The future of work seems to be a bit like Sci-Fi. Are we ready?


Are you a fan of futuristic sci-fi fiction that describes dystopian or faux utopian futures that have gone wrong or right because of the advancement of technology? Material that deals with these themes feeds off the uncertainty of how the future is going to turn out for mankind in a world that is changing so rapidly. I sometimes imagine myself living in these future worlds, working, struggling or surviving through these imaginary lives. The following video about what could happen if we automated all work and made jobs extinct, is about such a world. I am not sure I would like living there.

While the above video might be a bit extreme, it reflects the AI paranoia that has ensconced itself in some mindsets while whispering that, soon, an artificial intelligence will control everything on the planet and human’s will become its unnecessary subjects. But our zest to discover better, faster ways of doing things is not going to die and there is so much to do on a global level. So not so soon maybe? Who knows? That’s the amazing thing about the future, its full of surprises. But businesses don’t like surprises and often buckle when they are hit by one. This is because many businesses aren’t built to be responsive. They still follow systemic models of growth and goal setting and often find themselves scrambling to keep up with an unforeseen development. It is a world of adapt or die. Facebook did what Myspace couldn’t i.e. keep up with its changing audience and Blackberry was blindsided by its own success when Apple came along. Change is certain to come. And the workforce is undergoing a significant shift in terms of attitudes affected by socio-environmental triggers, technology and other factors.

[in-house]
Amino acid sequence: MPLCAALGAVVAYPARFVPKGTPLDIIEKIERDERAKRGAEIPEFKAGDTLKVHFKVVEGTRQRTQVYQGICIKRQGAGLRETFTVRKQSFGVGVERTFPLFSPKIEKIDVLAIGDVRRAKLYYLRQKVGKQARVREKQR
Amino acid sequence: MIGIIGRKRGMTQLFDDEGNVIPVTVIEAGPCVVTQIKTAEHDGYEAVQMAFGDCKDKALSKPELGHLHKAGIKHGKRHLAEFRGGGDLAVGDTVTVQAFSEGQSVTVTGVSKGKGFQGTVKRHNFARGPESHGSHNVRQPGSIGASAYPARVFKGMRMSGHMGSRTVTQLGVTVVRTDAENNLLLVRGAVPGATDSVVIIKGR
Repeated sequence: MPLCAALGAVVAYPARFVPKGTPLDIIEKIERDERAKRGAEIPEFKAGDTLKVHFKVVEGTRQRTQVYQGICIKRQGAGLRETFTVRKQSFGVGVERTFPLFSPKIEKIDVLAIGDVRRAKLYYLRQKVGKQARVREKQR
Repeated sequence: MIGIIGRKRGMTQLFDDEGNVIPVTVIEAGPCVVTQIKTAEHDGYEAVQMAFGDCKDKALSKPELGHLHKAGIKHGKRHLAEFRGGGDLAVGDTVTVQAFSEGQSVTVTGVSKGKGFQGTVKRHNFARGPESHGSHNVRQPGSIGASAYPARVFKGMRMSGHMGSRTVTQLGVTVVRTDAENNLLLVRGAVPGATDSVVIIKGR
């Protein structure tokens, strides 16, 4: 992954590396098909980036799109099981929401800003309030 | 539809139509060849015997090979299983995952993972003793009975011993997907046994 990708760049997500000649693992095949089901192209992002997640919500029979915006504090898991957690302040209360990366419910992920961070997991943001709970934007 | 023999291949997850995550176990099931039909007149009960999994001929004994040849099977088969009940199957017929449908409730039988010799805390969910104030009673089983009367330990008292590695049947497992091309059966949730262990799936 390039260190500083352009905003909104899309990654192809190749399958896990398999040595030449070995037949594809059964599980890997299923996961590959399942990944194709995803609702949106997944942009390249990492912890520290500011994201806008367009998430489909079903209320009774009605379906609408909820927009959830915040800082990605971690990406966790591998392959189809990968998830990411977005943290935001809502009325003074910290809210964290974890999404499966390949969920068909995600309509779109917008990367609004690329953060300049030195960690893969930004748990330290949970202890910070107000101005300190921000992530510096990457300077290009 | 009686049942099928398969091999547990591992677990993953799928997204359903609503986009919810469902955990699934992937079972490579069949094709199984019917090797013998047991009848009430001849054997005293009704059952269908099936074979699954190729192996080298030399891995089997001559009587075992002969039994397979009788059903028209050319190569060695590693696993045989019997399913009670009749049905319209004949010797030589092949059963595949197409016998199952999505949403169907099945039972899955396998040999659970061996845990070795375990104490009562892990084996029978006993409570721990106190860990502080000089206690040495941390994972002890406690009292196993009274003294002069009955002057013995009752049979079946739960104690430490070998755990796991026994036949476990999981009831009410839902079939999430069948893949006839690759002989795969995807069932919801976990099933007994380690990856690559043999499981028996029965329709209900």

How is Work Changing?

Hardly any “job” (except for some niche artisanal work) has remained unchanged since its origin. The internet and social media has made the market boundless for those who offer goods and services. Ask anyone who has worked for over 25 years in their life. Be it a teacher, an electrician or a businesswoman/man. They will all have transformative stories of how their work changed over time. The internet and internet assisted technology, like online banking, YouTube, and new thought processes and ideas, stemming from exploratory research into behavioural and consumer psychology and neuroscience, has transformed how we work and how we do business.